SCMP Wednesday, June 28, 2000
Go-ahead given for database of DNA samples
CRIME by SUSAN SHIU
The first DNA database in Hong Kong is to be set up soon, after Legco passed a bill yesterday allowing samples to be taken from those suspected or convicted of serious crimes.
Under the Dangerous Drugs, Independent Commission Against Corruption and Police Force (Amendment) Ordinance, police and anti-graft officers can be authorised to take DNA samples from anyone suspected or convicted of "serious arrestable offences".
The DNA will be stored permanently in the database, although suspects who are not convicted will have their samples destroyed. The data could be retrieved and matched if the criminals are suspected of involvement in other offences.
Serious arrestable offences are those that carry a jail term of not less than seven years.
An attempt by Democrat James To Kun-sun to specify in the law that Chinese state organs should be barred from access to the database was voted down.
Another amendment by Mr To to limit the administration's right to match DNA data to subsequent serious arrestable crimes, not lesser ones, was also defeated.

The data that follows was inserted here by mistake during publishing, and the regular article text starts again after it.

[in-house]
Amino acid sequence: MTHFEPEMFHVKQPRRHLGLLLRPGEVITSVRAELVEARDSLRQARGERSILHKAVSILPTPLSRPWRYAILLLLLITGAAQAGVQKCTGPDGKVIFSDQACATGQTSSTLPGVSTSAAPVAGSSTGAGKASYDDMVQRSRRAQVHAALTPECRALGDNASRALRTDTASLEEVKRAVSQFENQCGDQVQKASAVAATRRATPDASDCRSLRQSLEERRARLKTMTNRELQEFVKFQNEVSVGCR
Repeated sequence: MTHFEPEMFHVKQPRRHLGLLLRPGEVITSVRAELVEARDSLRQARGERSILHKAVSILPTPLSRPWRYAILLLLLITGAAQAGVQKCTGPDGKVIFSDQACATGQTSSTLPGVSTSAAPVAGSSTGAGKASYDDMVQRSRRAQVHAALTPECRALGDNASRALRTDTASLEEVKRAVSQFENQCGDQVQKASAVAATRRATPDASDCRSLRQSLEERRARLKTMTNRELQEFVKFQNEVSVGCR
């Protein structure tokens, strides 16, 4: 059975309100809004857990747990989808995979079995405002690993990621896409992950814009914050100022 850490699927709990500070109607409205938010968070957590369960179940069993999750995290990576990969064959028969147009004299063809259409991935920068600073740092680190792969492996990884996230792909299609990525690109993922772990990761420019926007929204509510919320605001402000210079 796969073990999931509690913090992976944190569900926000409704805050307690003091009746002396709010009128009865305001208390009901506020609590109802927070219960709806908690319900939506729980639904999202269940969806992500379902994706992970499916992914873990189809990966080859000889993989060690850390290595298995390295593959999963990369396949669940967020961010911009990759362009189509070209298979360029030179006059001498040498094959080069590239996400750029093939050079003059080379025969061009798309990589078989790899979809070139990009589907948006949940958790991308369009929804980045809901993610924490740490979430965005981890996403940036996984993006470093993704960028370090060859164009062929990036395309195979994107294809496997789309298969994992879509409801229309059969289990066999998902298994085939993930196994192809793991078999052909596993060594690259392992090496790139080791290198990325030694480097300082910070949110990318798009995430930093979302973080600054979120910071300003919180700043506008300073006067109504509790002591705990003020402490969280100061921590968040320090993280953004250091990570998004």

Mr To and Emily Lau Wai-hing of The Frontier expressed concern about the future use of DNA samples. Mr To said: "Technology is developing, we don't know what DNA will tell in the future. We only know that the data may affect the privacy of an individual. This reminds me of 'Big Brother' in the [George Orwell] novel 1984."
Ms Lau urged the Government to conduct a review at a later date to monitor the gathering of DNA data as she feared the Government might accumulate many samples after a few years.
The Government estimates about 5,000 cases might require DNA tests each year. Secretary for Security Regina Ip Lau Suk-yee said it was difficult to know what other crimes a person whose sample had been taken might become involved in.
She said there was no need to bar access to Beijing specifically, as the law already barred any person, including state officers, from the database. That meant state organs could not access it. Mrs Ip said DNA data would help greatly in the investigation of crimes.
She dismissed fears about intrusion of privacy, because the DNA data was just a set of figures and meaningless to members of the public.